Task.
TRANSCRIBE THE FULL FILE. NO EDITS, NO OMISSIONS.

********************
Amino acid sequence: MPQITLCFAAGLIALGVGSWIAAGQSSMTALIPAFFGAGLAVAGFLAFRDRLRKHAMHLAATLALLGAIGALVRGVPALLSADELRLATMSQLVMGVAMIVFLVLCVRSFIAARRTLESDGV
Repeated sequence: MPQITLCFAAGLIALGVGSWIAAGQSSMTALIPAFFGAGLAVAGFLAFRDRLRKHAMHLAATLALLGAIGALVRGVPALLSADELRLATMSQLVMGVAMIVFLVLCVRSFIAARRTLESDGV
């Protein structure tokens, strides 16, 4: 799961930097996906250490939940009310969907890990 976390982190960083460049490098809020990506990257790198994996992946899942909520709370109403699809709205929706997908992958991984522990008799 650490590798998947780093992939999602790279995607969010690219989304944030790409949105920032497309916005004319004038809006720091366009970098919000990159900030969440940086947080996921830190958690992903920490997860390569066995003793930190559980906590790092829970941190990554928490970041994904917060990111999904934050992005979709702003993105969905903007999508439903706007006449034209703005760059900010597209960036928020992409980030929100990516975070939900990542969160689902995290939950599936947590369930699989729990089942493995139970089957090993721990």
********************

Amino acid sequence: MPQITLCFAAGLIALGVGSWIAAGQSSMTALIPAFFGAGLAVAGFLAFRDRLRKHAMHLAATLALLGAIGALVRGVPALLSADELRLATMSQLVMGVAMIVFLVLCVRSFIAARRTLESDGV
Repeated sequence: MPQITLCFAAGLIALGVGSWIAAGQSSMTALIPAFFGAGLAVAGFLAFRDRLRKHAMHLAATLALLGAIGALVRGVPALLSADELRLATMSQLVMGVAMIVFLVLCVRSFIAARRTLESDGV
């Protein structure tokens, strides 16, 4: 799961930097996906250490939940009310969907890990 976390982190960083460049490098809020990506990257790198994996992946899942909520709370109403699809709205929706997908992958991984522990008799 650490590798998947780093992939999602790279995607969010690219989304944030790409949105920032497309916005004319004038809006720091366009970098919000990159900030969440940086947080996921830190958690992903920490997860390569066995003793930190559980906590790092829970941190990554928490970041994904917060990111999904934050992005979709702003993105969905903007999508439903706007006449034209703005760059900010597209960036928020992409980030929100990516975070939900990542969160689902995290939950599936947590369930699989729990089942493995139970089957090993721990």